You're a lousy socialist, Marcos.

Posted by Guest on Apr. 08, 2013 @ 5:21 pm

You know that I'm an anarchist not a leftist, right, and that after growing up in Texas, I'm not an anti-gun nut. I think that government should be run of by and for the people not the corporations and that democracy always trumps capitalism. Electorally I'm a populist.

Posted by marcos on Apr. 08, 2013 @ 5:42 pm
Posted by Guest on Apr. 07, 2013 @ 1:17 pm

deaths in SF in just the last 2 years.

One was at Market and castro and the other on the embarcadero IIRC.

There have of course also been various injuries. When you look at the way some cyclists ride (on the sidewalk, wrong way on one-way streets and blowing thru stop signs and red lights, that is hardly surprising.

Posted by Guest on Apr. 07, 2013 @ 10:19 am

It seems that there is reasonable doubt that the pedestrian was crossing legally at Castro and Market.

There is a fair argument to be made that the cyclist entered the intersection legally and was allowed and required to complete the transit of the intersection, indeed forced lest he be hit by cross traffic on Market.

Peds cross illegally and early of the time, they know the cues that an auto is coming, sound and bulk, but do not take the same care to check for a bicycle. In that case, that pedestrian laziness was fatal.

This happens at the west crosswalk at 4th and Market frequently. The difference there is that there is that one is slowed by cycling into the wind and there is sufficient shelter from the sidewalk and the architecture of the intersection so that cyclists can stop and not get hit by cross traffic. The only danger to a cyclist would be if one swerved to the center stripe to avoid early crossing peds and got caught on the rails or cheese grater BART vents.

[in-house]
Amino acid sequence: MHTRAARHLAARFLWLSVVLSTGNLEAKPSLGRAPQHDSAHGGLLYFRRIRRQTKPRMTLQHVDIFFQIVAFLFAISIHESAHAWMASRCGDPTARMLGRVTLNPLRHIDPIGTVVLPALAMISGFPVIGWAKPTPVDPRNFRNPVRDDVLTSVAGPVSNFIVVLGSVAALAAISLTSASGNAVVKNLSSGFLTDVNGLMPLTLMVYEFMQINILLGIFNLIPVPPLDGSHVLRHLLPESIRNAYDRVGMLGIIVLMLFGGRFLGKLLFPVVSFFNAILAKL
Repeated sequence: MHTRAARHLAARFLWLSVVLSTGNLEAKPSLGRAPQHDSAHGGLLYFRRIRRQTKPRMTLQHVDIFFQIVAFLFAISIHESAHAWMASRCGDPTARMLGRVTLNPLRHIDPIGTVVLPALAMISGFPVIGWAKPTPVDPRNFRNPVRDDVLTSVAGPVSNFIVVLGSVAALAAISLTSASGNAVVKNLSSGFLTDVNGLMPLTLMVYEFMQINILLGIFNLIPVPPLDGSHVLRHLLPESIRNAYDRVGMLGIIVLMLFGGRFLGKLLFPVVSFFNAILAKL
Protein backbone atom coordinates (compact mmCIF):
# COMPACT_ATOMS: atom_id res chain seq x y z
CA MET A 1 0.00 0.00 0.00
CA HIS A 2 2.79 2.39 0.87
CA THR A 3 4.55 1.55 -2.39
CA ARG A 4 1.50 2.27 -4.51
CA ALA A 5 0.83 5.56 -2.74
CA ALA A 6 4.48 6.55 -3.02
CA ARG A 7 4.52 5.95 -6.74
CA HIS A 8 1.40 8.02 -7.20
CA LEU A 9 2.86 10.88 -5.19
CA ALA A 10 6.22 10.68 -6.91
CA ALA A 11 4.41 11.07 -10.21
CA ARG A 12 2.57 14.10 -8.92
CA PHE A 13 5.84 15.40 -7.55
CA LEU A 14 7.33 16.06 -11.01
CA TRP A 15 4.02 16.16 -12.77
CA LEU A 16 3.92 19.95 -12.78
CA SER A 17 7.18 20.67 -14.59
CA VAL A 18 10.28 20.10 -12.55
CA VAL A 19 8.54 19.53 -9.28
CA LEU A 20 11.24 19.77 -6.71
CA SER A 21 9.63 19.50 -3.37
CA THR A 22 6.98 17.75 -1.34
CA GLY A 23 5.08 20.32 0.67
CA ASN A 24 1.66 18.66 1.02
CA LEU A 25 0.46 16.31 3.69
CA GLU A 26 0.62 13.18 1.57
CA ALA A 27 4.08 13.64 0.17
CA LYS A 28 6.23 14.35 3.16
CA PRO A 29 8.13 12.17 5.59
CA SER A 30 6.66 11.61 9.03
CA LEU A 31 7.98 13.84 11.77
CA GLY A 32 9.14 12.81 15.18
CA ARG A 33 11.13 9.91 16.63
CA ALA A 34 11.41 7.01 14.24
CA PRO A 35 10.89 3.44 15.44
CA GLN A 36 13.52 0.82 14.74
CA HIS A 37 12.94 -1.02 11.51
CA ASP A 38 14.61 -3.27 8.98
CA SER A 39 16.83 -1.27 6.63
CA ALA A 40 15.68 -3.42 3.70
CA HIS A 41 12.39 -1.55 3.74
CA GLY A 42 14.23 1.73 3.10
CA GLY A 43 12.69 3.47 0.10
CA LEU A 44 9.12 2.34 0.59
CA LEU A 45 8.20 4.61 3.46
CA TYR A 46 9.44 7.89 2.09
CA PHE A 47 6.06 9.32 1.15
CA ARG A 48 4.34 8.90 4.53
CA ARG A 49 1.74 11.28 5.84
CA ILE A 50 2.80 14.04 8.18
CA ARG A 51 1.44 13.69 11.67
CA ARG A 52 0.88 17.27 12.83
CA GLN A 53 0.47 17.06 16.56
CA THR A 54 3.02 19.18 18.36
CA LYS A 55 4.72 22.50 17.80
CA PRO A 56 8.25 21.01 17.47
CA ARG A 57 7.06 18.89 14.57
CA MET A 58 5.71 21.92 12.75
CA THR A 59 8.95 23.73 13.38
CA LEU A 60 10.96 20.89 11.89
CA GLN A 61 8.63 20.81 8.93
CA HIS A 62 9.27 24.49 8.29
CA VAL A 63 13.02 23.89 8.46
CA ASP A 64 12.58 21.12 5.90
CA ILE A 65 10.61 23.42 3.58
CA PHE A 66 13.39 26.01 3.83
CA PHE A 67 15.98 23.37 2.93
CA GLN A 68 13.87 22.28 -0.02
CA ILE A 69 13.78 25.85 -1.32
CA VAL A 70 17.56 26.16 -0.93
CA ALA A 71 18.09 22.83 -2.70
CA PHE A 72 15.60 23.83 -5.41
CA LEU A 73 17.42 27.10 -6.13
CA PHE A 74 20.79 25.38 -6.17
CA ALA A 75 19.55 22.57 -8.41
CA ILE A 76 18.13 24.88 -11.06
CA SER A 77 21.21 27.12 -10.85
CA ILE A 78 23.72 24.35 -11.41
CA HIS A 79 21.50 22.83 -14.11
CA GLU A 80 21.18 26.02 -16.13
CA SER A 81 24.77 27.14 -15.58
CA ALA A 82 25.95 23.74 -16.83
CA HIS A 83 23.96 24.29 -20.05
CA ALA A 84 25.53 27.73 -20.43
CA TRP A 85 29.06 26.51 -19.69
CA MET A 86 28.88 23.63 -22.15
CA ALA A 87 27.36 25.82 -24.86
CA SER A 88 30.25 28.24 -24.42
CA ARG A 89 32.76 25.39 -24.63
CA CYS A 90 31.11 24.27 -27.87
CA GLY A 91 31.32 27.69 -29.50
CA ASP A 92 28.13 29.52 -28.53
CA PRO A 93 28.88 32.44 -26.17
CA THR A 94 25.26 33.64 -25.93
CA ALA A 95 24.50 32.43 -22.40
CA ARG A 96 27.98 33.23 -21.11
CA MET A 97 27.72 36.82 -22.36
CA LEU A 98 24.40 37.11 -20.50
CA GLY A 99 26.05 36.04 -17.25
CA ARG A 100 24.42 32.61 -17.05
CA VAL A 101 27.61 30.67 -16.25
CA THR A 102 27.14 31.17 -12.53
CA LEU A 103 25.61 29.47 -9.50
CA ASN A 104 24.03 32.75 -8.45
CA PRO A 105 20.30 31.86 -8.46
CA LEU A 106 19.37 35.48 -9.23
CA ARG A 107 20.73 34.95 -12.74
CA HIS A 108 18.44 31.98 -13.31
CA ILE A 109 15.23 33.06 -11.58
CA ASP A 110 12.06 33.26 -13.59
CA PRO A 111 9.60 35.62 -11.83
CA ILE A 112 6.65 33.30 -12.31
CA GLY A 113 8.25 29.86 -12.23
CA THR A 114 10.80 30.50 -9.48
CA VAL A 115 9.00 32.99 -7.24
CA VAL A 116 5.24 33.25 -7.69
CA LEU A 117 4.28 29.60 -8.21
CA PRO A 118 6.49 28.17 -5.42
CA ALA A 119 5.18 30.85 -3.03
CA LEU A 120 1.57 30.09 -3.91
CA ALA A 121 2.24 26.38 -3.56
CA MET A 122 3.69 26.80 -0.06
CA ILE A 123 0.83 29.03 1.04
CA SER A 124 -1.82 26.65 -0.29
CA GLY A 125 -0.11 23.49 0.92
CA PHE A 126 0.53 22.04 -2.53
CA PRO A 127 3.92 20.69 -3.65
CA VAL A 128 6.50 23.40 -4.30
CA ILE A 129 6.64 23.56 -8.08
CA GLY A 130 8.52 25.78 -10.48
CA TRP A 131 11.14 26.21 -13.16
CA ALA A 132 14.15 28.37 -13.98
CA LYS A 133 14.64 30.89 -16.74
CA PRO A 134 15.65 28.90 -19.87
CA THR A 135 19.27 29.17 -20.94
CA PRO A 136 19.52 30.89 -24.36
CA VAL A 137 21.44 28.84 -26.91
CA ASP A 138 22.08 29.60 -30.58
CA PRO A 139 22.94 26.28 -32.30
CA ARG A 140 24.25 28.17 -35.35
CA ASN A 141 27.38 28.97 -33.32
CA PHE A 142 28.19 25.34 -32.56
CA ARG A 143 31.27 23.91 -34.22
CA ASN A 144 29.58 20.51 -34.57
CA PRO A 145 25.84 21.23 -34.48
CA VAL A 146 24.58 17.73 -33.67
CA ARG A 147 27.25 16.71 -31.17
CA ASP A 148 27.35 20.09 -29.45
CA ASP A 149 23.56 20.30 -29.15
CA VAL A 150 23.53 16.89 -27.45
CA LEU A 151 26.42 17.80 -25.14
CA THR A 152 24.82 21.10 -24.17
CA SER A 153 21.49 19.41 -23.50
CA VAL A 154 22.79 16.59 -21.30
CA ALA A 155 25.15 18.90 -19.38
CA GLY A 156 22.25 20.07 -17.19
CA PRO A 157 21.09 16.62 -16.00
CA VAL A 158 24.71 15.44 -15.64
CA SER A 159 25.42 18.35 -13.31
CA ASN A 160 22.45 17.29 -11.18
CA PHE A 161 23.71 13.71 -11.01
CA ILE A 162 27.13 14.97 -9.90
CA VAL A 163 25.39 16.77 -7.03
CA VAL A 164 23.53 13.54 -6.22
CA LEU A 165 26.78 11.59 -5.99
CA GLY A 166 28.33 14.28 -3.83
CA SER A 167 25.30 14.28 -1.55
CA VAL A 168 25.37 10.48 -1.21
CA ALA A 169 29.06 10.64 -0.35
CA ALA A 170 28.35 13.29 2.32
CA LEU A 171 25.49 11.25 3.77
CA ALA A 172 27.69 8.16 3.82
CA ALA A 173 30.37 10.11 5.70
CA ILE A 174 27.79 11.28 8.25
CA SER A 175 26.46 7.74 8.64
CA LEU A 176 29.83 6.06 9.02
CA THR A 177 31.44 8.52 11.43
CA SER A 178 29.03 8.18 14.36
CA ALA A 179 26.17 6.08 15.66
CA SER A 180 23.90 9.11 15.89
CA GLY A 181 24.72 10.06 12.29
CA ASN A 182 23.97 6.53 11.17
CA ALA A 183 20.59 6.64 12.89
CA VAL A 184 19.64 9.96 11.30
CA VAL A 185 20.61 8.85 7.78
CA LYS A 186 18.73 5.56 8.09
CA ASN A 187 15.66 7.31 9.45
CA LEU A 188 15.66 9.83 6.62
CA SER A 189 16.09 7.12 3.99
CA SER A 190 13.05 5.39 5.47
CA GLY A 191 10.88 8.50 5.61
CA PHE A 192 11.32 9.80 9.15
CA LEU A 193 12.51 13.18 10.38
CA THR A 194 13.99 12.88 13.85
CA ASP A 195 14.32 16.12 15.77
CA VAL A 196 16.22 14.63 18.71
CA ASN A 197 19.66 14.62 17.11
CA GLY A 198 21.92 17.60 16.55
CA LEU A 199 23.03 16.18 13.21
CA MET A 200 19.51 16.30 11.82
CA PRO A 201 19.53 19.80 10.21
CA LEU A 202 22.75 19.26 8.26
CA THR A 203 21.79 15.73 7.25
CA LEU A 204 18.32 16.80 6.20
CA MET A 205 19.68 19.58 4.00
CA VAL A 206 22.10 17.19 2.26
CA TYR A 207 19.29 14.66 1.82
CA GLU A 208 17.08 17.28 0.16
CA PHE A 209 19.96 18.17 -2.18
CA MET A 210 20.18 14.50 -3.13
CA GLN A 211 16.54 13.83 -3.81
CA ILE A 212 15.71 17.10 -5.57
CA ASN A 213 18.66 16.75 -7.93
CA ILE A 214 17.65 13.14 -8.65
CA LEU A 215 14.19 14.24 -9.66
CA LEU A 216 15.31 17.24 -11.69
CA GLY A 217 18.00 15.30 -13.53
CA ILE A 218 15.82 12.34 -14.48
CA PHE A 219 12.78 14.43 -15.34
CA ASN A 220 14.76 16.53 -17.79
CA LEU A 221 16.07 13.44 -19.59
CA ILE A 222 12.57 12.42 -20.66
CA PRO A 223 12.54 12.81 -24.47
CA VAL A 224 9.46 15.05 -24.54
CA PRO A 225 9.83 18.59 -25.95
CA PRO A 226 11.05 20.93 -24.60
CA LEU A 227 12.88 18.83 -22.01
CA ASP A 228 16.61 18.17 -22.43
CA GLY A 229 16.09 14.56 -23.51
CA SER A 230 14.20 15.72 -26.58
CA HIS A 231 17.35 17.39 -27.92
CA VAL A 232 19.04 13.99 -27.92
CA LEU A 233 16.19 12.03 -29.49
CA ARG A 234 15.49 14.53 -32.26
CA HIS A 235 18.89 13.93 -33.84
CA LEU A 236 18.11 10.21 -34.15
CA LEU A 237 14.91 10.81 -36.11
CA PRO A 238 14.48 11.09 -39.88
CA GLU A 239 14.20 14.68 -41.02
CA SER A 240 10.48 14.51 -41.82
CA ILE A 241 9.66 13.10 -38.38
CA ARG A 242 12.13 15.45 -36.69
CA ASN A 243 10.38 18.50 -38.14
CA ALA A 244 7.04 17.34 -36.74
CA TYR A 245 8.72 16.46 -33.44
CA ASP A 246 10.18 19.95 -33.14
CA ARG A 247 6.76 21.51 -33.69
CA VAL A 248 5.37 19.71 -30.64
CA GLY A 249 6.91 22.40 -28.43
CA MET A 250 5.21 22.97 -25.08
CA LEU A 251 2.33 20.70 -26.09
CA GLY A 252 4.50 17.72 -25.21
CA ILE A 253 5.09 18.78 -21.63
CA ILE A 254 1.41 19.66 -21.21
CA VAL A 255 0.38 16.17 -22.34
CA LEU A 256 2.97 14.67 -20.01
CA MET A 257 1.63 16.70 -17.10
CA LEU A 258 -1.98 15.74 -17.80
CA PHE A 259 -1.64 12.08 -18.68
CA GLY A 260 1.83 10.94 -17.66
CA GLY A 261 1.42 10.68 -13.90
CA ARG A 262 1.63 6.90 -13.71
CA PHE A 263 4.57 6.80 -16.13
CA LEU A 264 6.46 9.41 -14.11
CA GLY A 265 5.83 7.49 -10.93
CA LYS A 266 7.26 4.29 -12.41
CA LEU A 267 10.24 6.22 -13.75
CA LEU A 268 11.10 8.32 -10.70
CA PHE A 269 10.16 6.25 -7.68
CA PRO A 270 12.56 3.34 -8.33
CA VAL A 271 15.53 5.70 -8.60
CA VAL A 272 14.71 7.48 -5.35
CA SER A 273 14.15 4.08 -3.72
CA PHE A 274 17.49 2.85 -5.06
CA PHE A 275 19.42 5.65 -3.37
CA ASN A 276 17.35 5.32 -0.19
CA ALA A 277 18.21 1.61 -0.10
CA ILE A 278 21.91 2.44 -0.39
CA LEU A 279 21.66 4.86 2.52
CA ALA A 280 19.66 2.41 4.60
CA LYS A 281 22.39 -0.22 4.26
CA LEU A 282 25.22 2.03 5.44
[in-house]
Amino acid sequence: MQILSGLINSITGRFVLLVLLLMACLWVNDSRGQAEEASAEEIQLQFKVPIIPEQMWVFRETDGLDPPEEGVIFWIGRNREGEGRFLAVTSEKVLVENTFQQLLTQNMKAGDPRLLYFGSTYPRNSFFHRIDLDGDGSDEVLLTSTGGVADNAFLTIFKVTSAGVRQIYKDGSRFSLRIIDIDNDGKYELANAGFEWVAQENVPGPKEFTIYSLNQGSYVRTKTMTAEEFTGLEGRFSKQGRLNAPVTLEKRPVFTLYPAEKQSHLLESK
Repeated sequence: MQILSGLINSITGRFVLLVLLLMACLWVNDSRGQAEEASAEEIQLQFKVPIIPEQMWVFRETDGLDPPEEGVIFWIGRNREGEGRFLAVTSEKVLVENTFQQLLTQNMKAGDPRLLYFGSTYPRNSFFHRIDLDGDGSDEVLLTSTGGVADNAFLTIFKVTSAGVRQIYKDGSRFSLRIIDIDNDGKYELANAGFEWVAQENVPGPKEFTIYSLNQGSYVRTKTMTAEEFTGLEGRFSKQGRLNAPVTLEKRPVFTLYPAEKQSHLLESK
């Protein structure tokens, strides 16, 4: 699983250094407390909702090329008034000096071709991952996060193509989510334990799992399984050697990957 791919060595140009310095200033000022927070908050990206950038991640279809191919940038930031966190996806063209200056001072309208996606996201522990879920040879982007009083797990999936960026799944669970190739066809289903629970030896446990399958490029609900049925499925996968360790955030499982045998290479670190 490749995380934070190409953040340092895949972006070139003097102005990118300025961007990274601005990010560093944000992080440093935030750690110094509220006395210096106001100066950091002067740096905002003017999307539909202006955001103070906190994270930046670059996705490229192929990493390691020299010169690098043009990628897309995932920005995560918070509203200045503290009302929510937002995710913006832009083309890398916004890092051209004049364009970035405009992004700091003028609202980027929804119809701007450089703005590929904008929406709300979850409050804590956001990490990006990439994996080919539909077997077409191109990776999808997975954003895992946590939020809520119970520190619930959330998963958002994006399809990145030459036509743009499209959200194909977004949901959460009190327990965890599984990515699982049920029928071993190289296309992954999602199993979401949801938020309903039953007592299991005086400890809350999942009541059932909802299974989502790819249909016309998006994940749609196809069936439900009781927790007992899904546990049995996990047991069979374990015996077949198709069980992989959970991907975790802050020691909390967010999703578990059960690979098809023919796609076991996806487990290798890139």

The City maintains a dangerous condition at Castro and Market and is probably liable for wrongful death due to that dangerous condition.

Posted by marcos on Apr. 08, 2013 @ 9:37 am

marcos channeling a PI attorney? Or Grover-Norquistly anticipating the drowning of "the baby"?

"Peds... know the cues that an auto is coming, sound and bulk, but do not take the same care to check for a bicycle."

And that, in a nutshell, is why you must avoid riding on sidewalks in the presence of pedestrians.

Last time I checked, it is the responsibility of a vehicle driver to be able to stop before hitting pedestrians in crosswalks. While you make the most compelling case possible for Chris Bucchere, it seems doubtful that he was not at least predominantly at fault.

Posted by lillipublicans on Apr. 08, 2013 @ 10:58 am

It is not all about your paranoid fear of cyclists on sidewalks. The Castro and Market dangerous condition was maintained by the City such that a cyclist could transit through an intersection legally in the streets as pedestrians put themselves in mortal danger. The City claims that it is all for good, safe design and California law requires them to mitigate dangerous conditions that are brought to their attention. The City should take proactive steps to identify dangerous conditions and prioritize scarce DPW street $ to mitigate themselves to keep people safe and to save the City in the long run. The City bets that it will cost them less to do nothing than to be proactive.